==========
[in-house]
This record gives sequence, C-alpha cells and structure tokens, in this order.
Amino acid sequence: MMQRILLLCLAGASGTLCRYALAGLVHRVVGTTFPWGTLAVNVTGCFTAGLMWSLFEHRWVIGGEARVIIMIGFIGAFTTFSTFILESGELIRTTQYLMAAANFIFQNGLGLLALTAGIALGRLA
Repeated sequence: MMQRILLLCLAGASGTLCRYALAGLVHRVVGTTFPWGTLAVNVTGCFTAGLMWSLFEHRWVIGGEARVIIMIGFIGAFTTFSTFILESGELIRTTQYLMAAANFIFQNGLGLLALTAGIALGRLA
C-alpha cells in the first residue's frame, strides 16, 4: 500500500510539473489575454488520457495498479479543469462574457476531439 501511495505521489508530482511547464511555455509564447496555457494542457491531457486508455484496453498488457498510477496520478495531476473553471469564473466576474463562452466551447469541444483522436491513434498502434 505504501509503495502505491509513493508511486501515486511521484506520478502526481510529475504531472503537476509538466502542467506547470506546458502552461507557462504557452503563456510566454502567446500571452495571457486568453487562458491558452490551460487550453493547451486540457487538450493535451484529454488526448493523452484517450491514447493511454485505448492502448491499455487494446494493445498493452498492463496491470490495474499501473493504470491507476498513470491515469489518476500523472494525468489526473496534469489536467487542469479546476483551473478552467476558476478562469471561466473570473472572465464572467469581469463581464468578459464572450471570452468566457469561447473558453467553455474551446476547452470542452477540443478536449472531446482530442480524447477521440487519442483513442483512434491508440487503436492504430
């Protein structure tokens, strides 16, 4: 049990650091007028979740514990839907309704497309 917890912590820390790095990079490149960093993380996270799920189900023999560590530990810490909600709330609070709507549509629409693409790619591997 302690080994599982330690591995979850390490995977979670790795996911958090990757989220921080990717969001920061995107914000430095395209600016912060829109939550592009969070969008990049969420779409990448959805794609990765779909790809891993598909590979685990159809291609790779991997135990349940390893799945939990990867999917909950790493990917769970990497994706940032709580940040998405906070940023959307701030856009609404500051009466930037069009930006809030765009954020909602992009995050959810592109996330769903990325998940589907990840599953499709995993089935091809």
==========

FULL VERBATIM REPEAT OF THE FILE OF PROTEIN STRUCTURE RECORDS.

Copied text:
[in-house]
This record gives sequence, C-alpha cells and structure tokens, in this order.
Amino acid sequence: MMQRILLLCLAGASGTLCRYALAGLVHRVVGTTFPWGTLAVNVTGCFTAGLMWSLFEHRWVIGGEARVIIMIGFIGAFTTFSTFILESGELIRTTQYLMAAANFIFQNGLGLLALTAGIALGRLA
Repeated sequence: MMQRILLLCLAGASGTLCRYALAGLVHRVVGTTFPWGTLAVNVTGCFTAGLMWSLFEHRWVIGGEARVIIMIGFIGAFTTFSTFILESGELIRTTQYLMAAANFIFQNGLGLLALTAGIALGRLA
C-alpha cells in the first residue's frame, strides 16, 4: 500500500510539473489575454488520457495498479479543469462574457476531439 501511495505521489508530482511547464511555455509564447496555457494542457491531457486508455484496453498488457498510477496520478495531476473553471469564473466576474463562452466551447469541444483522436491513434498502434 505504501509503495502505491509513493508511486501515486511521484506520478502526481510529475504531472503537476509538466502542467506547470506546458502552461507557462504557452503563456510566454502567446500571452495571457486568453487562458491558452490551460487550453493547451486540457487538450493535451484529454488526448493523452484517450491514447493511454485505448492502448491499455487494446494493445498493452498492463496491470490495474499501473493504470491507476498513470491515469489518476500523472494525468489526473496534469489536467487542469479546476483551473478552467476558476478562469471561466473570473472572465464572467469581469463581464468578459464572450471570452468566457469561447473558453467553455474551446476547452470542452477540443478536449472531446482530442480524447477521440487519442483513442483512434491508440487503436492504430
């Protein structure tokens, strides 16, 4: 049990650091007028979740514990839907309704497309 917890912590820390790095990079490149960093993380996270799920189900023999560590530990810490909600709330609070709507549509629409693409790619591997 302690080994599982330690591995979850390490995977979670790795996911958090990757989220921080990717969001920061995107914000430095395209600016912060829109939550592009969070969008990049969420779409990448959805794609990765779909790809891993598909590979685990159809291609790779991997135990349940390893799945939990990867999917909950790493990917769970990497994706940032709580940040998405906070940023959307701030856009609404500051009466930037069009930006809030765009954020909602992009995050959810592109996330769903990325998940589907990840599953499709995993089935091809």